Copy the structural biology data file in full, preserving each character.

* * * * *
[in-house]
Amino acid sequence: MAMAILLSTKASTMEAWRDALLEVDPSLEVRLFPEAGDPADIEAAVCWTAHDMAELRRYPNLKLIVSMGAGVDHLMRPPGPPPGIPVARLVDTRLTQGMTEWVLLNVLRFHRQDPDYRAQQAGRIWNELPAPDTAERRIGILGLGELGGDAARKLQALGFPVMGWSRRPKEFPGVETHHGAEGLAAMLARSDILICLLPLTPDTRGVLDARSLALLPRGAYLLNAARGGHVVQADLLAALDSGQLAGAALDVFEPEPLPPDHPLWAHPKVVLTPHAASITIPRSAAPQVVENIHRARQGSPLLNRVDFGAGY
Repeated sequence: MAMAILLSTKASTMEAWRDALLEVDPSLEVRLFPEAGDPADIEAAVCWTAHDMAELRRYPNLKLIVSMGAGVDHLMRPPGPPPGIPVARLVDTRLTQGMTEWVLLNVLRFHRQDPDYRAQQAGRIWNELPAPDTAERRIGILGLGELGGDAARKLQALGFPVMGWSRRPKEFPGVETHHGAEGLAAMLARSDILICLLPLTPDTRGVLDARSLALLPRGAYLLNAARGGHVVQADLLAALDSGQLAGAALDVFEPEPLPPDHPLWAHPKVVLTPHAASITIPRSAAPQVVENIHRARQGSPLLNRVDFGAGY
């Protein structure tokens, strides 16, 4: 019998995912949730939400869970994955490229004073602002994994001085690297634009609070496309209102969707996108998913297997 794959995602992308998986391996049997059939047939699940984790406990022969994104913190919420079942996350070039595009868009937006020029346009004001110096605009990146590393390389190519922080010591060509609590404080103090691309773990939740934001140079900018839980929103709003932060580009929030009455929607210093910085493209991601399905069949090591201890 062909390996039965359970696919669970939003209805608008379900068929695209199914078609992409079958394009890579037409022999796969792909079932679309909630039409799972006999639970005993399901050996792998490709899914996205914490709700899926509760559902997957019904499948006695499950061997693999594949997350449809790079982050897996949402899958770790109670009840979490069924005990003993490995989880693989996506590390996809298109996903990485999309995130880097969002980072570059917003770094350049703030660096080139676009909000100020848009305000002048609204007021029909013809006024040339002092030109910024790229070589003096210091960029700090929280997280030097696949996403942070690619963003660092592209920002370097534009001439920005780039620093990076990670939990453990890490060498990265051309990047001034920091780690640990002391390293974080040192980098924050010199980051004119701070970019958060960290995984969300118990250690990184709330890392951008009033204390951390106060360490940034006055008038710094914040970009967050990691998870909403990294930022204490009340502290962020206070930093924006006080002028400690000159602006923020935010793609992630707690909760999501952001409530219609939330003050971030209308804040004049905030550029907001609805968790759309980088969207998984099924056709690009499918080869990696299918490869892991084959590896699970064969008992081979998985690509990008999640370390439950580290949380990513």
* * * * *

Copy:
[in-house]
Amino acid sequence: MAMAILLSTKASTMEAWRDALLEVDPSLEVRLFPEAGDPADIEAAVCWTAHDMAELRRYPNLKLIVSMGAGVDHLMRPPGPPPGIPVARLVDTRLTQGMTEWVLLNVLRFHRQDPDYRAQQAGRIWNELPAPDTAERRIGILGLGELGGDAARKLQALGFPVMGWSRRPKEFPGVETHHGAEGLAAMLARSDILICLLPLTPDTRGVLDARSLALLPRGAYLLNAARGGHVVQADLLAALDSGQLAGAALDVFEPEPLPPDHPLWAHPKVVLTPHAASITIPRSAAPQVVENIHRARQGSPLLNRVDFGAGY
Repeated sequence: MAMAILLSTKASTMEAWRDALLEVDPSLEVRLFPEAGDPADIEAAVCWTAHDMAELRRYPNLKLIVSMGAGVDHLMRPPGPPPGIPVARLVDTRLTQGMTEWVLLNVLRFHRQDPDYRAQQAGRIWNELPAPDTAERRIGILGLGELGGDAARKLQALGFPVMGWSRRPKEFPGVETHHGAEGLAAMLARSDILICLLPLTPDTRGVLDARSLALLPRGAYLLNAARGGHVVQADLLAALDSGQLAGAALDVFEPEPLPPDHPLWAHPKVVLTPHAASITIPRSAAPQVVENIHRARQGSPLLNRVDFGAGY
């Protein structure tokens, strides 16, 4: 019998995912949730939400869970994955490229004073602002994994001085690297634009609070496309209102969707996108998913297997 794959995602992308998986391996049997059939047939699940984790406990022969994104913190919420079942996350070039595009868009937006020029346009004001110096605009990146590393390389190519922080010591060509609590404080103090691309773990939740934001140079900018839980929103709003932060580009929030009455929607210093910085493209991601399905069949090591201890 062909390996039965359970696919669970939003209805608008379900068929695209199914078609992409079958394009890579037409022999796969792909079932679309909630039409799972006999639970005993399901050996792998490709899914996205914490709700899926509760559902997957019904499948006695499950061997693999594949997350449809790079982050897996949402899958770790109670009840979490069924005990003993490995989880693989996506590390996809298109996903990485999309995130880097969002980072570059917003770094350049703030660096080139676009909000100020848009305000002048609204007021029909013809006024040339002092030109910024790229070589003096210091960029700090929280997280030097696949996403942070690619963003660092592209920002370097534009001439920005780039620093990076990670939990453990890490060498990265051309990047001034920091780690640990002391390293974080040192980098924050010199980051004119701070970019958060960290995984969300118990250690990184709330890392951008009033204390951390106060360490940034006055008038710094914040970009967050990691998870909403990294930022204490009340502290962020206070930093924006006080002028400690000159602006923020935010793609992630707690909760999501952001409530219609939330003050971030209308804040004049905030550029907001609805968790759309980088969207998984099924056709690009499918080869990696299918490869892991084959590896699970064969008992081979998985690509990008999640370390439950580290949380990513």